Fifteen isolates carried mupA, occurring more commonly among recurrent (14.7%) than initial (7.3%) isolates (Table 1). mupA carriage was greater among MSSA (21.4%) than MRSA (8.3%) isolates (P = 0.03). One mupA-positive isolate displayed an LMR phenotype; sequencing revealed a single adenine residue deletion that caused a premature stop codon. Mupirocin agar dilution from 33 colonies from this isolate revealed that 31/33 clones had a mupirocin MIC of <2 μg/ml; one isolate had a MIC of 4 μg/ml, and another had a MIC of 16 μg/ml. The subclones were found to have identical PFGE patterns. Two mupA-negative isolates were HMR. Sequencing of both isolates identified no mutations in the ileS-1 gene.

From review of medical records, mupirocin was used in 16/68 patients prior to acquisition of the isolate. Five of these 16 patients with resistant isolates had previous mupirocin exposure.

A total of 28/136 organisms exhibited clindamycin resistance (20.4%). Seven of 20 mupirocin-resistant organisms were clindamycin resistant (35%; P = 0.05); 5/15 mupA-positive isolates were also clindamycin resistant.

Isolates were derived from CA (n = 78), CO-HCA (n = 56), and nosocomial (n = 2) infections; 13/20 mupirocin-resistant isolates and 12/15 mupA-positive isolates were CA. By PFGE, 18 mupirocin-resistant organisms were USA300 (Table 2).

Table 2.
Comparison of paired patient isolates

This is one of two studies examining mupirocin resistance in children in a community setting. We found mupirocin resistance in 14.7% of isolates, which is higher than the rate of 1.8% determined in the other community-based study of children (10).

mupA was carried significantly more frequently by MSSA than MRSA, in contrast to previous studies (2). USA300 has been associated with carriage of multidrug resistance plasmids, such as pUSA03, which confers resistance to mupirocin and clindamycin (5). Studies of S. aureus USA300 isolates from HIV-positive men found that all isolates harboring pUSA03 were mupirocin resistant (5).

Eighteen of 20 mupirocin-resistant isolates were USA300 by PFGE. Of the mupA-positive isolates, one-third were clindamycin resistant, consistent with acquisition of multidrug resistance determinants by USA300. Studies at our institution have shown higher rates of clindamycin resistance among MSSA than among MRSA (12). This may explain the higher prevalence of mupA among MSSA. Furthermore, both clindamycin- and mupirocin-resistant S. aureus isolates have disseminated in our community; four of five clindamycin-resistant, mupA-positive isolates were isolated from community-acquired infections.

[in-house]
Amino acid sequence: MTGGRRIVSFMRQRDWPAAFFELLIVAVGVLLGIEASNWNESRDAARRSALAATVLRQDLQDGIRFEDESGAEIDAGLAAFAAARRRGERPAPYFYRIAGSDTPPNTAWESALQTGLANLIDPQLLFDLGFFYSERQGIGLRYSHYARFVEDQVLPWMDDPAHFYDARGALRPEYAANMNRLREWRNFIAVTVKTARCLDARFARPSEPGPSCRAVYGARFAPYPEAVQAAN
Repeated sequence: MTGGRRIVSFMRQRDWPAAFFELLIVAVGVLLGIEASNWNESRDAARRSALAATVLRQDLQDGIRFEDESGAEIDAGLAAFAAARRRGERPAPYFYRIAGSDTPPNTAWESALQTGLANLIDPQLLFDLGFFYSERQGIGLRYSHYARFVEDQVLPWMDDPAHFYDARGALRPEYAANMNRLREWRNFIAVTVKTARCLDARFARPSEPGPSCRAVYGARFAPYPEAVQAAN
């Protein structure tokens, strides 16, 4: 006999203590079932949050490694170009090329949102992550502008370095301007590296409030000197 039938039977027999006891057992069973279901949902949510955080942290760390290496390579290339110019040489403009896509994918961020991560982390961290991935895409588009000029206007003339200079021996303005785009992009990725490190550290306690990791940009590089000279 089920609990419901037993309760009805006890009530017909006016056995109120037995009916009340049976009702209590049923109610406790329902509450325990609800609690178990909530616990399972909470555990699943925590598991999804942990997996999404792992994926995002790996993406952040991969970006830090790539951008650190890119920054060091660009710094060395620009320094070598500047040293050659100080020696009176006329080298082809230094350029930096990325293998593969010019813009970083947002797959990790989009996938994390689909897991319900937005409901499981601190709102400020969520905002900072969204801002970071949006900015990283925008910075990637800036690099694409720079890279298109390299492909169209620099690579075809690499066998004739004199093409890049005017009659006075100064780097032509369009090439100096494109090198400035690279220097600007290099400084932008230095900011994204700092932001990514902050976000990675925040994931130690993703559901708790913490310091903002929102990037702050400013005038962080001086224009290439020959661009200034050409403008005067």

One isolate with an LMR phenotype possessed mupA. Such a discrepancy has been described when mutations occur within mupA or when the plasmid-mediated gene becomes incorporated into the chromosome (6, 13). Our sequencing data revealed a single nucleotide deletion that caused a frameshift and a nonfunctional peptide. Population analysis further revealed that this isolate contained an LMR subpopulation. The LMR clone may have obtained further mutations within ileS-1, partially restoring the resistance phenotype, or it may have lacked the single nucleotide deletion in mupA. As noted by others (15), two isolates were found to have an HMR phenotype but lacked mupA. No mutations were noted within the native ileS-1 gene, and it is possible that these isolates acquired HMR by another unknown mechanism.

Our retrospective design limits a complete determination of mupirocin use in our community. Furthermore, the true incidence of mupirocin resistance may be underrepresented. We only evaluated SSTI, and from these data it is difficult to state the impact that mupirocin resistance may have on invasive disease.

The rate of mupirocin resistance among pediatric S. aureus isolates in the Houston area is approximately 15% and is particularly a problem for infections by community-acquired MSSA and clindamycin-resistant isolates. Continued surveillance of mupirocin resistance is warranted.


This study was supported in part by Pfizer.


[down-pointing small open triangle]Published ahead of print on 31 January 2011.